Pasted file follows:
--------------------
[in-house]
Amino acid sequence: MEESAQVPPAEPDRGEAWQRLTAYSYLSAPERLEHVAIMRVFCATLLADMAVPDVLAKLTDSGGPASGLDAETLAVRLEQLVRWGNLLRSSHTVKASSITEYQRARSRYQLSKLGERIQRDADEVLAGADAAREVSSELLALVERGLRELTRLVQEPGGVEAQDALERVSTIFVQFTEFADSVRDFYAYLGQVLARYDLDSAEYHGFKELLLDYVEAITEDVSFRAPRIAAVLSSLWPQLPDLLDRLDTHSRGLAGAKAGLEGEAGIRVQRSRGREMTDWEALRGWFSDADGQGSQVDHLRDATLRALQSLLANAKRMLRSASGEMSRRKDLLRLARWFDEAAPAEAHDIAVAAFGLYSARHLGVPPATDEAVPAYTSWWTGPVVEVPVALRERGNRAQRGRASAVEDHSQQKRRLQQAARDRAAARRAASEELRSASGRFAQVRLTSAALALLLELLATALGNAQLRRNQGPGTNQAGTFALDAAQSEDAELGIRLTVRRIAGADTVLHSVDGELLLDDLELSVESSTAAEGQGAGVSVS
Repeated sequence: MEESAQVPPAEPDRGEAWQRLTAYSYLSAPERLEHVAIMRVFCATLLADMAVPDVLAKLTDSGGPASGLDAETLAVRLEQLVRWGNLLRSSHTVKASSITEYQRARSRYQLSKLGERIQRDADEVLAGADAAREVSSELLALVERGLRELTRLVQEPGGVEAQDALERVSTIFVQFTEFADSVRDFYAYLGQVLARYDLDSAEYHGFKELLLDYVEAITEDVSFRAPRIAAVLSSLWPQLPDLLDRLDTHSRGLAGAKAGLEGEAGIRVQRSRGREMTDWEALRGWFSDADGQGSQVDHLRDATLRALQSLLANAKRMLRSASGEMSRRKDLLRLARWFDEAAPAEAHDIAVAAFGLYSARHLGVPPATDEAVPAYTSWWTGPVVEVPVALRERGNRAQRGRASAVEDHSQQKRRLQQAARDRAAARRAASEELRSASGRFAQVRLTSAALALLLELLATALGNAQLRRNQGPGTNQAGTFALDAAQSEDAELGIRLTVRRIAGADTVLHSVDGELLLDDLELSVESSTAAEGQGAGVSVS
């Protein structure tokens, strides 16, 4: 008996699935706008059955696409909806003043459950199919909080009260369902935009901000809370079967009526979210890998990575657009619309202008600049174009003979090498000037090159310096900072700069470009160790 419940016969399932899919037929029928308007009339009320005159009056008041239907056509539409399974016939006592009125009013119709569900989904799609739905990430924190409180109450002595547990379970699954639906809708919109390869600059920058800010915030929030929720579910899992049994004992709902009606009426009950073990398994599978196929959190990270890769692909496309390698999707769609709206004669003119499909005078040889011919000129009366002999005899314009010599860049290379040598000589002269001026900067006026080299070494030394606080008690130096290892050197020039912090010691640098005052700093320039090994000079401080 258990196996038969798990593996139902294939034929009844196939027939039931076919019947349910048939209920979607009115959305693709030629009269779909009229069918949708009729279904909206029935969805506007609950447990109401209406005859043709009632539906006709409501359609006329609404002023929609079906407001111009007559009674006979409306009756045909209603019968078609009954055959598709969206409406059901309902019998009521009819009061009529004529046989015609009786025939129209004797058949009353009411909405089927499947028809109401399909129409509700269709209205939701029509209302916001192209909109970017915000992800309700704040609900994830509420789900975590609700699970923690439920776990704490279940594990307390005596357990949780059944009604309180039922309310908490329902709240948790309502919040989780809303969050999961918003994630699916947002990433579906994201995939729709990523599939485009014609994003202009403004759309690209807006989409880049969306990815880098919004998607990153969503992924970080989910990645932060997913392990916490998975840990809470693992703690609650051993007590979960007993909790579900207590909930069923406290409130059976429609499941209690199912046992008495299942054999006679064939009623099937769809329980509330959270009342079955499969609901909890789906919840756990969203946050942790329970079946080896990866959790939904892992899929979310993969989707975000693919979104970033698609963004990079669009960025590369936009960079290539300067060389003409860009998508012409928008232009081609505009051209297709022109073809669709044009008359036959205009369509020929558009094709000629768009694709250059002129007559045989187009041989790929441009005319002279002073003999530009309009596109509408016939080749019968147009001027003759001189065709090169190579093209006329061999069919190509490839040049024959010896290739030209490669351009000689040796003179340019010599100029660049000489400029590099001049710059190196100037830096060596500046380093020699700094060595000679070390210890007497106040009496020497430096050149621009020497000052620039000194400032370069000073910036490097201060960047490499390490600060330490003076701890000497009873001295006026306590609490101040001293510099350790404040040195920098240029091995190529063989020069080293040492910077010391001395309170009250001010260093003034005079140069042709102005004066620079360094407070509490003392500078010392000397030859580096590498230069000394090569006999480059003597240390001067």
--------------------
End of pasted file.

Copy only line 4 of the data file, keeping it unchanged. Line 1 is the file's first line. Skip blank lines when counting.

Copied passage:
């Protein structure tokens, strides 16, 4: 008996699935706008059955696409909806003043459950199919909080009260369902935009901000809370079967009526979210890998990575657009619309202008600049174009003979090498000037090159310096900072700069470009160790 419940016969399932899919037929029928308007009339009320005159009056008041239907056509539409399974016939006592009125009013119709569900989904799609739905990430924190409180109450002595547990379970699954639906809708919109390869600059920058800010915030929030929720579910899992049994004992709902009606009426009950073990398994599978196929959190990270890769692909496309390698999707769609709206004669003119499909005078040889011919000129009366002999005899314009010599860049290379040598000589002269001026900067006026080299070494030394606080008690130096290892050197020039912090010691640098005052700093320039090994000079401080 258990196996038969798990593996139902294939034929009844196939027939039931076919019947349910048939209920979607009115959305693709030629009269779909009229069918949708009729279904909206029935969805506007609950447990109401209406005859043709009632539906006709409501359609006329609404002023929609079906407001111009007559009674006979409306009756045909209603019968078609009954055959598709969206409406059901309902019998009521009819009061009529004529046989015609009786025939129209004797058949009353009411909405089927499947028809109401399909129409509700269709209205939701029509209302916001192209909109970017915000992800309700704040609900994830509420789900975590609700699970923690439920776990704490279940594990307390005596357990949780059944009604309180039922309310908490329902709240948790309502919040989780809303969050999961918003994630699916947002990433579906994201995939729709990523599939485009014609994003202009403004759309690209807006989409880049969306990815880098919004998607990153969503992924970080989910990645932060997913392990916490998975840990809470693992703690609650051993007590979960007993909790579900207590909930069923406290409130059976429609499941209690199912046992008495299942054999006679064939009623099937769809329980509330959270009342079955499969609901909890789906919840756990969203946050942790329970079946080896990866959790939904892992899929979310993969989707975000693919979104970033698609963004990079669009960025590369936009960079290539300067060389003409860009998508012409928008232009081609505009051209297709022109073809669709044009008359036959205009369509020929558009094709000629768009694709250059002129007559045989187009041989790929441009005319002279002073003999530009309009596109509408016939080749019968147009001027003759001189065709090169190579093209006329061999069919190509490839040049024959010896290739030209490669351009000689040796003179340019010599100029660049000489400029590099001049710059190196100037830096060596500046380093020699700094060595000679070390210890007497106040009496020497430096050149621009020497000052620039000194400032370069000073910036490097201060960047490499390490600060330490003076701890000497009873001295006026306590609490101040001293510099350790404040040195920098240029091995190529063989020069080293040492910077010391001395309170009250001010260093003034005079140069042709102005004066620079360094407070509490003392500078010392000397030859580096590498230069000394090569006999480059003597240390001067």